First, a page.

Monday, 19 May 2008

And the "E"-mie Goes To...!

The gracious Agnes, fellow Melbourne-based food blogger of the always very readable Off the Spork has passed onto Spot4Nosh the E for Excellent Blog award. Thanks Agnes! It is most gratifying to know that there are folks out there who enjoy the blog. I certainly enjoy adding to it since that means we've had yet another memorable (good or bad, no matter) food experience!


I would like to pass the E for Excellent Blog accolade on to Lucy and her blog Nourish Me, also from Melbourne. I'll have to be honest and say that I'd only recently truly discovered her blog, but have since remained charmed. Most of the meals we enjoy and write about in Spot4Nosh wouldn't exactly be classified as healthy or particularly nourishing (if that's all we ate!) so Lucy's poetic and meditative reflections on much more wholesome foods, and her lovely photographs, are all the more appreciated. I feel purged and refreshed everytime I visit!

Saturday, 17 May 2008

Pies Ain't Pies - Joe's Garage

Weeks continue to merge at a rapid rate. It appears we're still on Brunswick Street though it's another weekend, but which one already? Today is more than grey. Windy, shiveringly cold, frozen ears, heavy drizzle and fog on breath. Weather that Melbourne used to be known for, though we haven't seen it for quite awhile. But isn't this just what we Melbournians live for, and hadn't we all missed it? Glorious...(?)

We're at Joe's Garage for lunch, a large cafe bistro marked by red and blue neon signage and very Fitzroy. The large wood dominated dining space is decorated by quirky art and Gen Y band posters. We especially like the Mamboesque works featuring the cafe's namesake. First priority was coffees which were quite passable, and reasonable ($2.90), Grinders 'European Blend'. An extra 50 cents will get you an extra tall glass's worth, enough caffeine to ensure insomnia for the next few nights. We don't often order pizza unless it was the specific purpose of the eat-out but decided to try the Joe's Special with hot salami, roasted peppers, olives, artichokes, chilli and mozzarella ($12.90). We shouldn't have strayed from our regular no-pizza habit really. The toppings were okay but Joe's pizza base was pretty terrible. Droopy and lacking of fresh oven-heat like it had been left at the pass for too long before being brought to our table. Perhaps our pizza was the reason for the series of angry "Tings!" coming from the kitchen's pass bell about 10 minutes before? The Soup of the Day of Smoked Chorizo and Capsicum ($7.90) was much better, a hearty blend of smoky and garlicky chilli flavours served with a couple of slices of toasted sourdough. Very filling.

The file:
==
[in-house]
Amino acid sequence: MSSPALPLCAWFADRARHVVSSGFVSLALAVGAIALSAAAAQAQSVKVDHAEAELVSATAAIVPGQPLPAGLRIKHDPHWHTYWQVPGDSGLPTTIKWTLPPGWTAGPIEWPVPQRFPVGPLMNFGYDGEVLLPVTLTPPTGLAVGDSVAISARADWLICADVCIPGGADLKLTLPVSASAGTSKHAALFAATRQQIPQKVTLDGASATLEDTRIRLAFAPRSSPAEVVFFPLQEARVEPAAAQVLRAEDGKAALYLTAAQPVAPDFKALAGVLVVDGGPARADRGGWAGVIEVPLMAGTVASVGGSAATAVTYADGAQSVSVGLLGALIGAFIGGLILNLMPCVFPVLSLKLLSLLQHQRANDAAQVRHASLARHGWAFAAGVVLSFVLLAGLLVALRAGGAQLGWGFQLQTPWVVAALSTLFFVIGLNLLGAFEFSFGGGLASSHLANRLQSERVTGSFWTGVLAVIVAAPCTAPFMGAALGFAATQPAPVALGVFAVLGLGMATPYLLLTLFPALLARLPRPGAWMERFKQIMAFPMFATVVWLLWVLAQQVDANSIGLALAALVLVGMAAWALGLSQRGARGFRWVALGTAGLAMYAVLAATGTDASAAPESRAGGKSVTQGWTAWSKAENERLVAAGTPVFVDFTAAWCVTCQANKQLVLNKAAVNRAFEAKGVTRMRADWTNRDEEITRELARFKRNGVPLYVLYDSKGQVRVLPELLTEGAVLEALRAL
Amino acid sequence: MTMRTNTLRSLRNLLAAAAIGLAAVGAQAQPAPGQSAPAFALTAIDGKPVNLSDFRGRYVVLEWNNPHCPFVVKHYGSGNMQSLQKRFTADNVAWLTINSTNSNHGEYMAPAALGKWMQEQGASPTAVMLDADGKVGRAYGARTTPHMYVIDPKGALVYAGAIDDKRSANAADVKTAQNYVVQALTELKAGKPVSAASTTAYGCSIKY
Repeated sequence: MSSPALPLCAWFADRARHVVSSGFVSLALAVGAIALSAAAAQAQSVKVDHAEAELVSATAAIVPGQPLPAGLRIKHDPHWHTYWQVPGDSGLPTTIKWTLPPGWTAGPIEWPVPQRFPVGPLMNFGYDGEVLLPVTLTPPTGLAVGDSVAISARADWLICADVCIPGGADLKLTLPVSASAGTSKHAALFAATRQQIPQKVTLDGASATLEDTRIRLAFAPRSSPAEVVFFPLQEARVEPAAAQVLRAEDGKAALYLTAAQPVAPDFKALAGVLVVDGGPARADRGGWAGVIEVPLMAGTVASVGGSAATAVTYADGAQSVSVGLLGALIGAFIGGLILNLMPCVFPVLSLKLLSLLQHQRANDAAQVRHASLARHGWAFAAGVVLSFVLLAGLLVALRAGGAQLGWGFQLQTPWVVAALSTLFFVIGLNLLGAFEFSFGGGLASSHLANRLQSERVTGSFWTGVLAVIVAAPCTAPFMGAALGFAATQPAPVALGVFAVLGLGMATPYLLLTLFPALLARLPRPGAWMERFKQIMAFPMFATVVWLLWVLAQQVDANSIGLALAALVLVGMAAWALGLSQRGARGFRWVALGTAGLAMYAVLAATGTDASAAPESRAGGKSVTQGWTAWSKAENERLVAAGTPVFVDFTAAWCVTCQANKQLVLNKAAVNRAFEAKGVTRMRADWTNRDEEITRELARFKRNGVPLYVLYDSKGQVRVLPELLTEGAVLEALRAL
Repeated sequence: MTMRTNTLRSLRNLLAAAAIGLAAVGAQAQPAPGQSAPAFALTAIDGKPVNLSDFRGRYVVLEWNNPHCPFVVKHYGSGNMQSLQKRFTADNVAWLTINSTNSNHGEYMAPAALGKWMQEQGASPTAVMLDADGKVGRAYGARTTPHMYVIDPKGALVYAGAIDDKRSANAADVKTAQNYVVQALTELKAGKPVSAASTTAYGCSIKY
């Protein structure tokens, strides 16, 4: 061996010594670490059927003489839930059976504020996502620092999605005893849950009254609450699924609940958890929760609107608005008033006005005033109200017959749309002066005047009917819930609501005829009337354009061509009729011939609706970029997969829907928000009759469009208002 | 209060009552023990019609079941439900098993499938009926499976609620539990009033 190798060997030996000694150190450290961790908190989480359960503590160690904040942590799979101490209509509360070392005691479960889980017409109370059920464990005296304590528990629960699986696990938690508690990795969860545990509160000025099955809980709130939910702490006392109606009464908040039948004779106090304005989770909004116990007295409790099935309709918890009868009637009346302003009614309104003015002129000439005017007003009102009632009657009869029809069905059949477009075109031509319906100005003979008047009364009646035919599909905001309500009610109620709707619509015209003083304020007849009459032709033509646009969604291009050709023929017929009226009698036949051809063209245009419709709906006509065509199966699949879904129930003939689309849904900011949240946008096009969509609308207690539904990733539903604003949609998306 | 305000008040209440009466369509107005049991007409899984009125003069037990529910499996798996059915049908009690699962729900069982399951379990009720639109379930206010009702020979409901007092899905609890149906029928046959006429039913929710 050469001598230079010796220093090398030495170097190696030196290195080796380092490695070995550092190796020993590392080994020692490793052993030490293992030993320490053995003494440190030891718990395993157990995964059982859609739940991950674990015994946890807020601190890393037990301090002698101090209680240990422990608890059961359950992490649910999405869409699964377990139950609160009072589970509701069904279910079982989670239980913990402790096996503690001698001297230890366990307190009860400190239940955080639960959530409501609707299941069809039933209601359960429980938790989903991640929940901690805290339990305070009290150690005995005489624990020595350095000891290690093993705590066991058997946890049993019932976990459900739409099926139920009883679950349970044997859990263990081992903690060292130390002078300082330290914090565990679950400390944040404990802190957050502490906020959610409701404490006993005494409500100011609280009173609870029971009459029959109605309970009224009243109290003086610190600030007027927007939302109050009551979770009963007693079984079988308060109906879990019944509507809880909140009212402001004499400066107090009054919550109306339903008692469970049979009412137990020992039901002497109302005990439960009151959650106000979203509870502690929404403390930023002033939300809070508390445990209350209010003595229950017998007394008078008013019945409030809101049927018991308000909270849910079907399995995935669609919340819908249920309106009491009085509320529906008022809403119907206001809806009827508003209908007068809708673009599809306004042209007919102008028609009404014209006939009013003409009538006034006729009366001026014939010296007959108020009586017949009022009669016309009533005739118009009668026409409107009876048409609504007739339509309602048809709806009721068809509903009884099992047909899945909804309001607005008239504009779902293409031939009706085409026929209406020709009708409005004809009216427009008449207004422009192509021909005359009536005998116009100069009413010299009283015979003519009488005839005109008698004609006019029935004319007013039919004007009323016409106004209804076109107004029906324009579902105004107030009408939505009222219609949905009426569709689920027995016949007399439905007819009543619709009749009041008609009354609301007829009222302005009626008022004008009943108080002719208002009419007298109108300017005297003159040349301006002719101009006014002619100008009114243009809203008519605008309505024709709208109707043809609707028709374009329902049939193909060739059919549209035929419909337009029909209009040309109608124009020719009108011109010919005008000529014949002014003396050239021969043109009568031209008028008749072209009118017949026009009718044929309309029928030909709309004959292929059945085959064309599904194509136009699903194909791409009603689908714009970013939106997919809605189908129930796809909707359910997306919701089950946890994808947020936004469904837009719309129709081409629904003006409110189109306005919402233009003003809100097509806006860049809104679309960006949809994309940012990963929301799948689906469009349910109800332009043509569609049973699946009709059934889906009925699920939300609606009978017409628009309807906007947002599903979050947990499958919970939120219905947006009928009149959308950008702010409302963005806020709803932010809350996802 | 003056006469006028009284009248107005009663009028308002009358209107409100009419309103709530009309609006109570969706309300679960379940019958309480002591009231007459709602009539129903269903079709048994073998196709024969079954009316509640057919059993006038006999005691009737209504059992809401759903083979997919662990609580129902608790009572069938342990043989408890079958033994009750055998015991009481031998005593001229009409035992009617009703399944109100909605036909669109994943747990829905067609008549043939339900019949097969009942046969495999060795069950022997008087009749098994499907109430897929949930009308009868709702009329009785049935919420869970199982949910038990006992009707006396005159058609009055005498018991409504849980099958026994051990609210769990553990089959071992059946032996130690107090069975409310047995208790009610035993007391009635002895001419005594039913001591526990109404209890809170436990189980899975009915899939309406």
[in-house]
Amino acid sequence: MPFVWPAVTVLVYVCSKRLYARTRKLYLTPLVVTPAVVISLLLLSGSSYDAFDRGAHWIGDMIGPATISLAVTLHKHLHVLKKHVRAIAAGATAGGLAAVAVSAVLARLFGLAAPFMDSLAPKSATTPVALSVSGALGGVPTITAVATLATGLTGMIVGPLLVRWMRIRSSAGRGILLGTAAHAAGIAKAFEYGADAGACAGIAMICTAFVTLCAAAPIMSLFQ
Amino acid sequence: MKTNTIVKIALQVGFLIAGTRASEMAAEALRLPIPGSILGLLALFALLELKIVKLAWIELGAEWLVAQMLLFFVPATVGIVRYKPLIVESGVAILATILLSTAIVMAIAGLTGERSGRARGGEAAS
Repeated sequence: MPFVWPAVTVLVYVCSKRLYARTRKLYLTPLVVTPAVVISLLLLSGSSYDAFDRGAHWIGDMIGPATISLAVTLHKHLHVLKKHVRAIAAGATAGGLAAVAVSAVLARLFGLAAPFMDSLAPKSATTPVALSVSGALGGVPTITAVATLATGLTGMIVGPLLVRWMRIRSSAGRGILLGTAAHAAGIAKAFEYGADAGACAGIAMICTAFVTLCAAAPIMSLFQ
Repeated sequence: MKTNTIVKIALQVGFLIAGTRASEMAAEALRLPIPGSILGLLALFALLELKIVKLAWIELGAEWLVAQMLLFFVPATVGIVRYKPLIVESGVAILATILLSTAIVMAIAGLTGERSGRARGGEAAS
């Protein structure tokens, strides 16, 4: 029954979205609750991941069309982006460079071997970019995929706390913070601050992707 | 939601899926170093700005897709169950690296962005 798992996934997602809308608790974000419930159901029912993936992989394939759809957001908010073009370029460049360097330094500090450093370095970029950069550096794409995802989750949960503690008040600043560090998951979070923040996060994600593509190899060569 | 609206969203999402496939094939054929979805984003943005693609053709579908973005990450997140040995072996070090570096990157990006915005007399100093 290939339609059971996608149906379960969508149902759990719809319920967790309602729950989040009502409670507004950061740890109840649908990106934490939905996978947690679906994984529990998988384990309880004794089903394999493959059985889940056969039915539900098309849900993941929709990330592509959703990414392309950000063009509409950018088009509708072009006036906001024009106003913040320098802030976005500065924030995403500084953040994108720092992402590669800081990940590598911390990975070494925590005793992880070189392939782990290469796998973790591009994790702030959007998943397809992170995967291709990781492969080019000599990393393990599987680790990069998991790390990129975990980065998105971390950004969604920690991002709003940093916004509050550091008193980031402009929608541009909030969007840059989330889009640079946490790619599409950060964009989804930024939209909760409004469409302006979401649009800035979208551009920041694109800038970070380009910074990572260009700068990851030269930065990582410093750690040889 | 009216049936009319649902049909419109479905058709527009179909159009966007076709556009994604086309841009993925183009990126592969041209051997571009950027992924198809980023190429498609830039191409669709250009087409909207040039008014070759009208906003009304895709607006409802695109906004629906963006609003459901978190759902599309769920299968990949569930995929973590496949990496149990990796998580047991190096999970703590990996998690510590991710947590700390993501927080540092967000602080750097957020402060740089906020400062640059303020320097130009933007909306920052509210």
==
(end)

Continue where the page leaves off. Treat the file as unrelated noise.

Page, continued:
Joe's Special in fact turned out to be rather ordinary, let down by its base

The place was buzzing with a Saturday lunchtime crowd escaping from the weather but the 'Garage's' young waitstaff were just as buzzy and up to the task, rushing quite efficiently around their tables with cheery smiles on faces. Perhaps they were happily anticipating the morning's wages spent on drinking along with one of those bands posted on the walls? We don't blame the pizza on them.

Food: 3 Spots - Go more for the crowds, buzz, and perhaps breakfast.
Service: 3.5 Spots - Designer jeans, cargos, Tee's, bandanas.
Value: 3 Spots - Typical bistro, better can be found elsewhere.
R-Factor: 3.5 Spots - For breakfast? For dinner?
Spot Score: 13/20

Joe's Garage
366 Brunswick Street, Fitzroy, VIC.

Tuesday, 13 May 2008

Fine Blue Sunday - Scarpetta Ristorante